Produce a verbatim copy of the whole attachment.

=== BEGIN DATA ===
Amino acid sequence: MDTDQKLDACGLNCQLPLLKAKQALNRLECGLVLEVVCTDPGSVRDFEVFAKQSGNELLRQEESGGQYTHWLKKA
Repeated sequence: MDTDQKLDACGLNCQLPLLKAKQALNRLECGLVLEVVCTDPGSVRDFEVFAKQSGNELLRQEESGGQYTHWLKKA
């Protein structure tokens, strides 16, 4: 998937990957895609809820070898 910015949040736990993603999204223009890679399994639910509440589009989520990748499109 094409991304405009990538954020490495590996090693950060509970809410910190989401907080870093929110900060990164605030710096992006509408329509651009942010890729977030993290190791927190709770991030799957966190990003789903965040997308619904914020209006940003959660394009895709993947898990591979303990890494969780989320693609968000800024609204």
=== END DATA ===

Amino acid sequence: MDTDQKLDACGLNCQLPLLKAKQALNRLECGLVLEVVCTDPGSVRDFEVFAKQSGNELLRQEESGGQYTHWLKKA
Repeated sequence: MDTDQKLDACGLNCQLPLLKAKQALNRLECGLVLEVVCTDPGSVRDFEVFAKQSGNELLRQEESGGQYTHWLKKA
């Protein structure tokens, strides 16, 4: 998937990957895609809820070898 910015949040736990993603999204223009890679399994639910509440589009989520990748499109 094409991304405009990538954020490495590996090693950060509970809410910190989401907080870093929110900060990164605030710096992006509408329509651009942010890729977030993290190791927190709770991030799957966190990003789903965040997308619904914020209006940003959660394009895709993947898990591979303990890494969780989320693609968000800024609204």